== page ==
Step 10: Spread a layer of chocolate ganache all over the cake. Try to apply a layer of an even thickness if possible, but you will work on smoothing the shape later so don’t worry too much.
Step 11: Because you are applying ganache to a very cold cake, the chocolate will set fairly quickly. Do a rough smooth with a small offset spatula.
Step 12: As the ganache starts to set and become dull-looking, switch to a piece of acetate or plastic cut from the side of a large soda bottle or milk carton. Bend it in your hands a little as you continue to scrape away excess ganache so that it molds to the contours of the hemisphere.
Step 13: Use a toothpick to test the thickness of the ganache around the cake. Think of it like using a dipstick to test the oil level in your car’s engine. If you find any much thicker areas of chocolate, scrape a little off with your piece of plastic.
Step 14: When you have smoothed both halves of your sphere you are ready to assemble it. The ganache should have set because of the lower temperature of the cake, and be dry and firm to the touch. If this is not the case, wrap the cake back up in plastic wrap and place it in the fridge until its ready to handle.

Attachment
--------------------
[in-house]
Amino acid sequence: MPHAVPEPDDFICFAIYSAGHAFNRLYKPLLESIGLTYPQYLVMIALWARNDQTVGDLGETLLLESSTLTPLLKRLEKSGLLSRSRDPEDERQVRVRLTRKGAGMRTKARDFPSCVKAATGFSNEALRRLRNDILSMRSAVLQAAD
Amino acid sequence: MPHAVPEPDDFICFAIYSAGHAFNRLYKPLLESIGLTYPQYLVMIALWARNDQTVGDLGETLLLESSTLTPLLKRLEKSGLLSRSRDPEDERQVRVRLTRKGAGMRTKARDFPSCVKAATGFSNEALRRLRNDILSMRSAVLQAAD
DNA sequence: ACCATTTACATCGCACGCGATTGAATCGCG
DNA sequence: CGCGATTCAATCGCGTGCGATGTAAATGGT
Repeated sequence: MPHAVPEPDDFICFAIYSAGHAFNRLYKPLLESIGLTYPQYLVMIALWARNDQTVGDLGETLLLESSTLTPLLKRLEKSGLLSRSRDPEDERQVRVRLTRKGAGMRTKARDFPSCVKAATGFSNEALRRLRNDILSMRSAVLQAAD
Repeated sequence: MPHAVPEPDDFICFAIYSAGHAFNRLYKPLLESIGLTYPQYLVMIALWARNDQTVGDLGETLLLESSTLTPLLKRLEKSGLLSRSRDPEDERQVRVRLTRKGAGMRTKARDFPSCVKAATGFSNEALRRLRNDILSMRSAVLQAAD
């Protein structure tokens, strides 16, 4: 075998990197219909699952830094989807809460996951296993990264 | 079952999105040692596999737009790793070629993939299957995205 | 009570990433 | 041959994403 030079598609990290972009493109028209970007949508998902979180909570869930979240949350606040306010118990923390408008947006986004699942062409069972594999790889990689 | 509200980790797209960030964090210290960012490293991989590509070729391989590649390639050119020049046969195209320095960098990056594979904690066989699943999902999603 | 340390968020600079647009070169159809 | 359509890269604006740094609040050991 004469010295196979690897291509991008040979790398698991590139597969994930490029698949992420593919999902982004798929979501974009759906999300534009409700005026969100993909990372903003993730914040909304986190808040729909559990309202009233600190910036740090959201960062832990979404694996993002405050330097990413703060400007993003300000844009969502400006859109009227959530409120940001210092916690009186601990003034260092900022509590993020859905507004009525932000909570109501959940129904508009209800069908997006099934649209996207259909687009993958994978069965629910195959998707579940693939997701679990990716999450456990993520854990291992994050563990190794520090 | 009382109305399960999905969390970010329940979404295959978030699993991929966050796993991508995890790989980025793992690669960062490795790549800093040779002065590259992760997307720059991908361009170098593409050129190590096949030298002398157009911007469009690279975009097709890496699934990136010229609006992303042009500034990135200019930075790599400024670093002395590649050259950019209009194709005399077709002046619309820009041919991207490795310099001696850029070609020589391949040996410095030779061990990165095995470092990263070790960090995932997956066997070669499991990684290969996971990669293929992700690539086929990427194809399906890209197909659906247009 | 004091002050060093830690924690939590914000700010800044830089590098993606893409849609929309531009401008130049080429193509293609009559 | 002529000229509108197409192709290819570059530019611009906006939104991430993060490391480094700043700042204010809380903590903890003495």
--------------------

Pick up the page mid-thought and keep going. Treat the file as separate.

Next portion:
I place one half of the cake on the support ring that comes with the ball pan. However, you can rest your cake on a foam pad, or inside a bowl with a rounded bottom to keep it upright and not damage your smooth ganache. Use a fork to fluff up the surface of the buttercream a little on both halves. This will help them to form a bond and stick together. Smooth a very thin layer of soft ganache at the edges of the cake and quickly press the two halves together.
Step 15: There will be a ridge where the two halves of the sphere join. Use your piece of plastic to scrape away the excess ganache to give a smooth finish. The ganache should be strong enough to support the top half of the cake so that the bottom half doesn’t get misshapen and squashed under the weight. Allow the ganache to fully dry out before starting to decorate.
I decorated the soccer cake above with perfectly-proportioned hexagon and pentagon cutters from Not Just Cakes by Annie. Alternatively, you can create a template using the instructions supplied with the Wilton ball pan.
To assemble the cake, I hammered a pre-measured wooden dowel right through the ball, into the cake layer below and into the cake drum beneath.
For this Angry Birds cake I drilled a hole in a wooden base, and glued a pre-measured wooden dowel into the hole. I then covered the board with textured fondant. I piped a blob of royal icing at the base of the dowel, then pushed the decorated cake down onto it. Fondant clouds at the front and back helped add a bit more stability during transportation.
Summer’s almost here and I feel a beach ball cake coming on!
To learn more about cake sculpting, check out Mike McCarey’s online Craftsy class Advanced Cake Sculpting. Mastering a spherical cake opens up all sorts of possibilities – tea pots, princess carriages, pumpkins, globes and planets, and sports balls galore! What will you make?